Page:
Is Your City One of the 25 Most At Risk from Climate Impacts?
One of the best ways to make the climate issue resonate for people is show how climate change impacts them personally. A new study by weather.com looked at the factors affecting America’s 100 largest cities, and identified the top 25 most at risk. Some, like Denver and Detroit, may see significant increases in heat. Others, like Pittsburgh and Buffalo, will likely face extreme precipitation, causing major snowstorms or potential floods. And cities like Miami and New Orleans are endangered by rising sea levels.
Fortunately, local governments are becoming much more aware of the challenges posed by climate change – and they aren’t waiting around for their state governments to take action. Portland, for example, is helping to reduce the urban heat island effect by adding roof gardens, while Minneapolis has implemented a plan to reduce energy consumption and incorporate clean energy. As climate scientist and MomentUs leader Katharine Hayhoe, who contributed to the report, explains in the accompanying Q&A, “What really matters to us as individuals is what’s happening in the places we live. If you care about health, economy, national security, business, energy, water resources, then you care about [climate change], too.”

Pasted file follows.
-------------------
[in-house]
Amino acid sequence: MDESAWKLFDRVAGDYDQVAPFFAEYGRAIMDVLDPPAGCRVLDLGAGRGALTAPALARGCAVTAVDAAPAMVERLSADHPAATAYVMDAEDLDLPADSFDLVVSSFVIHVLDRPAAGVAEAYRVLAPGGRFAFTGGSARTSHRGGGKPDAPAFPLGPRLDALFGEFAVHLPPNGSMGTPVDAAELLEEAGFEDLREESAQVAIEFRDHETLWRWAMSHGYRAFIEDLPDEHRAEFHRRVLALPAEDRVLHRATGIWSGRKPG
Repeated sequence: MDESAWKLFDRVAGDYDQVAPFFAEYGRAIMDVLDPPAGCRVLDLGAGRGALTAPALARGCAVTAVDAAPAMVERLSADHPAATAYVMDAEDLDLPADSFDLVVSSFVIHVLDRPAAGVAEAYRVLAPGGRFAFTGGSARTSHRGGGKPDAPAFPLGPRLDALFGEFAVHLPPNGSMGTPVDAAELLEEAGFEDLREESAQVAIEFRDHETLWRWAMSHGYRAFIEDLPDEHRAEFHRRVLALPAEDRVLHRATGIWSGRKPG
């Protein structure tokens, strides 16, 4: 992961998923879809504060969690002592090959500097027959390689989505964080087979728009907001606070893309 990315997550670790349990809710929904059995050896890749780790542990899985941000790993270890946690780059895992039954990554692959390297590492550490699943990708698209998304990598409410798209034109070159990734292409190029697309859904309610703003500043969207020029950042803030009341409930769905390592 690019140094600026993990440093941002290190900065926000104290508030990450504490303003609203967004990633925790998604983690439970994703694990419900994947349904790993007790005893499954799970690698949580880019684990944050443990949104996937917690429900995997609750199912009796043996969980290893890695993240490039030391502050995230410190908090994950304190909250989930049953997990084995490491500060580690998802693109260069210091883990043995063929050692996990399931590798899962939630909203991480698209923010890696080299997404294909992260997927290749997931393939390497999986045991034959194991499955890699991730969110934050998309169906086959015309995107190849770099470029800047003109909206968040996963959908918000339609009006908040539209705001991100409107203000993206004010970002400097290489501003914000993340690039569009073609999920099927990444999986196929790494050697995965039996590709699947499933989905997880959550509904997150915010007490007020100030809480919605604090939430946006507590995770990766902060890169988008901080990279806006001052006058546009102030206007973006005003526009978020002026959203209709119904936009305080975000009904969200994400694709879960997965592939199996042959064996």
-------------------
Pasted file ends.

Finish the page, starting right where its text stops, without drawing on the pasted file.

By Michele Berger, Science Editor for weather.com
weather.com looked at six factors ranging from extreme precipitation to sea-level rise to determine which places across our country will get hit the hardest. Here, we present our top 25.
“There are so many different ways that people will feel the impact of climate change,” says David Easterling, Ph.D., of NOAA’s National Center for Environmental Information. Sea-level rise and flooding. Extreme heat and drought. Extreme precipitation events. Which events matter and how much depends on which part of the country you’re referencing, too.
In the face of growing evidence about the effects of climate change — recently bolstered by a study from the National Oceanic and Atmospheric Administration showing there’s been no slowdown in global warming, despite the popular “hiatus” theory — the future landscape looks quite different from today. “The warmest day that we’d see in 20 to 30 years, the record temperature at that time would have no precedent,” explains Michael Mann, Ph.D., director of the Penn State Earth System Science Center. “New records would exceed old records and typical conditions [would] start to resemble what we today consider ‘extreme.’”
Katharine Hayhoe, Ph.D., a climate scientist based out of Texas Tech University, works with cities on their climate preparedness. She said many local governments are much more aware of and proactive about climate change today. “Ten years ago, it used to be a city wouldn’t really have seen anything happen unless it was a city in Alaska,” she said. “Now, they already have a list of ways they’re being impacted by changing climate. All of the impacts are tied to services or infrastructure.”
Image credit: AP Photo/Lynne Sladky